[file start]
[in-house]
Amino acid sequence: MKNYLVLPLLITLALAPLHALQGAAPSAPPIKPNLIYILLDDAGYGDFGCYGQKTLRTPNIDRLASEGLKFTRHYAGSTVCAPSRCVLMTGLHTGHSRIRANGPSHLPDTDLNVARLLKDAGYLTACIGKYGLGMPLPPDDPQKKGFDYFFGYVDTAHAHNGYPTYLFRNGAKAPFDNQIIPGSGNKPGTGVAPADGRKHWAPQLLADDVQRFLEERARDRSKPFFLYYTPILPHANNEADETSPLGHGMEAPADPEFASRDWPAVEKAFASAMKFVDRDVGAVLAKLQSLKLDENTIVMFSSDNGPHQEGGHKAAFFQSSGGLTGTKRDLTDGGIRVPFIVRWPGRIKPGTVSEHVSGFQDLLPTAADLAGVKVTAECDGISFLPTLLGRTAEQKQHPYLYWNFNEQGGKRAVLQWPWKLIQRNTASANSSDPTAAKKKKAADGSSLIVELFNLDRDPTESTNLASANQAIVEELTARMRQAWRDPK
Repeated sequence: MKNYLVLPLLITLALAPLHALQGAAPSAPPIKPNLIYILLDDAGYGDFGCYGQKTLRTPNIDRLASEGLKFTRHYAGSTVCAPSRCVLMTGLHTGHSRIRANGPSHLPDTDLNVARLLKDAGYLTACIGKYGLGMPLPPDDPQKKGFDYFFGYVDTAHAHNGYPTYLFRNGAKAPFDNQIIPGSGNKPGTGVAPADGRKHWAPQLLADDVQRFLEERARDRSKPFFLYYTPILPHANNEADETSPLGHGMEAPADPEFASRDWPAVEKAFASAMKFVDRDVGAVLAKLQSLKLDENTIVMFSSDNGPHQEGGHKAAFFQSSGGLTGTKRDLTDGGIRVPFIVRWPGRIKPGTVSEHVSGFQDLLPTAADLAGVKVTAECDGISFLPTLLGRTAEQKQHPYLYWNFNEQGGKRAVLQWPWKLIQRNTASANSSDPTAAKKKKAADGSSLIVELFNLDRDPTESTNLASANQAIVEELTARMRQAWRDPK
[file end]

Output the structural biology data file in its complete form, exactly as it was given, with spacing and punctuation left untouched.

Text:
[in-house]
Amino acid sequence: MKNYLVLPLLITLALAPLHALQGAAPSAPPIKPNLIYILLDDAGYGDFGCYGQKTLRTPNIDRLASEGLKFTRHYAGSTVCAPSRCVLMTGLHTGHSRIRANGPSHLPDTDLNVARLLKDAGYLTACIGKYGLGMPLPPDDPQKKGFDYFFGYVDTAHAHNGYPTYLFRNGAKAPFDNQIIPGSGNKPGTGVAPADGRKHWAPQLLADDVQRFLEERARDRSKPFFLYYTPILPHANNEADETSPLGHGMEAPADPEFASRDWPAVEKAFASAMKFVDRDVGAVLAKLQSLKLDENTIVMFSSDNGPHQEGGHKAAFFQSSGGLTGTKRDLTDGGIRVPFIVRWPGRIKPGTVSEHVSGFQDLLPTAADLAGVKVTAECDGISFLPTLLGRTAEQKQHPYLYWNFNEQGGKRAVLQWPWKLIQRNTASANSSDPTAAKKKKAADGSSLIVELFNLDRDPTESTNLASANQAIVEELTARMRQAWRDPK
Repeated sequence: MKNYLVLPLLITLALAPLHALQGAAPSAPPIKPNLIYILLDDAGYGDFGCYGQKTLRTPNIDRLASEGLKFTRHYAGSTVCAPSRCVLMTGLHTGHSRIRANGPSHLPDTDLNVARLLKDAGYLTACIGKYGLGMPLPPDDPQKKGFDYFFGYVDTAHAHNGYPTYLFRNGAKAPFDNQIIPGSGNKPGTGVAPADGRKHWAPQLLADDVQRFLEERARDRSKPFFLYYTPILPHANNEADETSPLGHGMEAPADPEFASRDWPAVEKAFASAMKFVDRDVGAVLAKLQSLKLDENTIVMFSSDNGPHQEGGHKAAFFQSSGGLTGTKRDLTDGGIRVPFIVRWPGRIKPGTVSEHVSGFQDLLPTAADLAGVKVTAECDGISFLPTLLGRTAEQKQHPYLYWNFNEQGGKRAVLQWPWKLIQRNTASANSSDPTAAKKKKAADGSSLIVELFNLDRDPTESTNLASANQAIVEELTARMRQAWRDPK